“A healer’s best advice,” La Sage said at their next appointment, “Is to make the patient pull himself together.” She and Irene sat at the bedside of a tailor. He’d turned orange over night and was convinced a rival mender had poisoned him. “People have within them the best means to recover. They simply have to find the will to use it. N’est ce pas, Monsieur Sanglier?”
The poor man moaned and grabbed his stomach. He’d been retching most of the night.
“How do we do that?”
Irene offered the man a sip of water. He’d eaten nothing in two days and shook with nausea.
“That’s where the salves and medicines come in.”
La Sage gestured for Irene to follow her to the kitchen. “What we administer is confidence.”
“So the medicines don’t cure?”
“Some do. But many do better with a spoon of honey or aperitif. There are many who beg for medicine like holy water, and find a cure there. All depends on where they place their trust. If you convince a man that you can heal him, he’ll improve with a drop of goat’s milk off your finger.”
“Isn’t that . . . cheating?”
“Why?”
“Making patients think we have a miracle in goat’s milk?”
“Most of what we brew is made of milk or roots or wildflower.”
“But they’re tested recipes. Formulas you got from a . . .”
“A real doctor?”
“Well, a physic. Or a . . . magician.”
La Sage spat on the ground. “You’ve been reading fairy tales. Magicians are wastrel charlatans. Pantomimers setting fires alight. There’s no healing in it. Magic is illusion. I guarantee neither magicians nor physics ever birthed a child or calmed a fever. They’re corrupt men drunk from their own vapors.”
Irene considered this. She’d always wished to meet a physic. Her Book of Mage put great value in the astrologer-magician and in the wisdom he pulled from the heavens. Irene had read those verses a thousand times. They were the reason she was studying medicine.
“Cannot a healer and a magician both heal the sick?”
“I doubt a magician would have the time. They work for the amusement of the rich, their only toil is to keep their post. Their patrons have no interest in curing illness. They hunt for gold and conjure tricks in vials. Yes, the Arabs you’ve heard about have fine doctors, but they don’t give their healing to the poor. Nor do they allow a woman in their field. If we were in this enterprise among their nations, we would be flogged.” She shuddered. “Provence has its enemies. There are eyes on this region from Italy. If a Duke from Turin or Mantua takes these mountains the trade will close its doors to us. Beware, Irene, and hold your tongue on the issue of magicians. No good will come from it, I promise.”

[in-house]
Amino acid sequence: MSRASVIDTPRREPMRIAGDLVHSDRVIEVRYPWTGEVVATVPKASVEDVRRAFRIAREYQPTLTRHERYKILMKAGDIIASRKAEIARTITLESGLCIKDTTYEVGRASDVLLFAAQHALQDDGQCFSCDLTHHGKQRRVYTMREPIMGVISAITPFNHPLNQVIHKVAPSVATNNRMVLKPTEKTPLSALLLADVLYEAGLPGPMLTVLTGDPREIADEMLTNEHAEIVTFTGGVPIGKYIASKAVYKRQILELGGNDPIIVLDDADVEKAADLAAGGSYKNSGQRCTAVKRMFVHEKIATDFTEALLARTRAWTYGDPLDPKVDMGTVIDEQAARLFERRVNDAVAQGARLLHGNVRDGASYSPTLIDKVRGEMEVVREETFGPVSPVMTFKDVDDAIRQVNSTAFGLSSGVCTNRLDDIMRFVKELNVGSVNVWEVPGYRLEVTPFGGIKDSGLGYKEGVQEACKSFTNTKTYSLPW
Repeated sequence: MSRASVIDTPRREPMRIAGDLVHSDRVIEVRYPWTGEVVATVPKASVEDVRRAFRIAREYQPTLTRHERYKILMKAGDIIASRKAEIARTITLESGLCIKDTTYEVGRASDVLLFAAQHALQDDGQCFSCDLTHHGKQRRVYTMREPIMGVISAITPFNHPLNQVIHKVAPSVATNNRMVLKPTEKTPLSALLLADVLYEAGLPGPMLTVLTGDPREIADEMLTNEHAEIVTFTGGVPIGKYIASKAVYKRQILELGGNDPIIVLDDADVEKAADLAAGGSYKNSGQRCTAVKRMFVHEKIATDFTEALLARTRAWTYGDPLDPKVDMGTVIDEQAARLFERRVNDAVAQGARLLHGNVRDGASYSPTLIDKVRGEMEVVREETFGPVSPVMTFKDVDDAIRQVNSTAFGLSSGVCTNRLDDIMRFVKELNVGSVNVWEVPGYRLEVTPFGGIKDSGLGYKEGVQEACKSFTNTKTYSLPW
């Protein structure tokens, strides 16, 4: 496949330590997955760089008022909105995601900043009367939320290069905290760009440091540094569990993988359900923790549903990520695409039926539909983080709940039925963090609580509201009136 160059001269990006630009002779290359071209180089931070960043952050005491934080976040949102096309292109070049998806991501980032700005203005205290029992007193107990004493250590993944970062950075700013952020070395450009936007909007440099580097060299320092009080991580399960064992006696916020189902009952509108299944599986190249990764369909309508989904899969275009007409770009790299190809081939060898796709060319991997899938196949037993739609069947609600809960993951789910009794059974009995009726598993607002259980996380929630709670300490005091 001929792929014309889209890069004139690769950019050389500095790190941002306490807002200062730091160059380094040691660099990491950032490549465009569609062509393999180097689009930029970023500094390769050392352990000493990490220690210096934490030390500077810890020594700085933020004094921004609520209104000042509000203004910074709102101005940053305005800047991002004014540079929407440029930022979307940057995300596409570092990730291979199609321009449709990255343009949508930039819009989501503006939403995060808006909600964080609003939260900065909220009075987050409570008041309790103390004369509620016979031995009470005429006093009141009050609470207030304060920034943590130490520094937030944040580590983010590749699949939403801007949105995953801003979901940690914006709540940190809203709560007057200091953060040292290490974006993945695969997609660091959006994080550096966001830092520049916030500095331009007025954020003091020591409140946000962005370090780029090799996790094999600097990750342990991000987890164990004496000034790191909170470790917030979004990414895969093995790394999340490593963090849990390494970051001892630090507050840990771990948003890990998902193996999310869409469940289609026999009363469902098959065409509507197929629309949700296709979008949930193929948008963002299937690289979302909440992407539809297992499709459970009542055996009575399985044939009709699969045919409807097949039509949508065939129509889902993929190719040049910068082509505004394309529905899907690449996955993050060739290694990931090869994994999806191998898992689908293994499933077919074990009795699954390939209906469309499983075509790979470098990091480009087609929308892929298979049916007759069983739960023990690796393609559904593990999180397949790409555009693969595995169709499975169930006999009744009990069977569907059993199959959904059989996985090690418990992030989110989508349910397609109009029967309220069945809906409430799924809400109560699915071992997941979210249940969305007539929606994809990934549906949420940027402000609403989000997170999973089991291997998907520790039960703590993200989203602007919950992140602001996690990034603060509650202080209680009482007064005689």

After two years in Villefranche, Irene came home. She was fourteen. During her apprenticeship her father had been rendered invalid, her mother ran the farm and watched the goats. Irene’s first suitor had already made the rounds and asked to take her on a turn about the hillside. He was a cobbler’s son. Not the stuff of poetry, but not the hogman, either.
His name was Karl. He was from an Austrian family who’d immigrated after a flood. Though most of his family made clogs, Karl cut trees. Someone had to supply the wood and Karl had the shoulders for the job.
They were married a year later. And a year after that, he died.
Karl left Irene with a six-month son who she supported with her healing and what her family earned from the orchard. A savage flu came soon after and at sixteen, Irene became the most sought after woman in the village.
Her mother died first, and then her father. Then the weaver, the miller and his family, Karl’s parents, the farrier and all his near neighbors. There’d been a sickness once before like this, and it had had no cure. St. Dalmas quarantined its sick and culled them in the empty miller’s house. A handful of monks supplied them with bread and the village did their best to alert nearby communities by way of cliff-top beacons. One light meant no more dead. Two meant send more food. The extinguishing of all lights would mean their quarantine was finished.
Irene did little more than comfort the dying. La Sage explained to her that folks should know when they were at life’s end.
Sixteen years later, the plague arrived. Like the flu, it spread through contact. Irene was ready when it struck. She wore thick wool gloves and boiled them between her house calls. She wore a leather apron from the blacksmith and scrubbed it with lye each night. Like that and in a muslin facemask, she remained uninfected. As did Florin, who she schooled in vigorous washing as La Sage had taught her.
St. Dalmas’ plague toll stopped at 340 deaths. After that number there were no new cases. Villagers spent four days burying their dead, burning sick beds and scrubbing the village cobblestones. The beacons came down from the mountain and Count de Beaux replaced the highest of them with a copper lamb minted from coins the villagers pulled out of the fountain.
Three months later, Duke Domenico stormed the village. In their exhaustion from the plague, there wasn’t a hand to stop him.

____

 

Sample chapter — The Peddler of Wisdom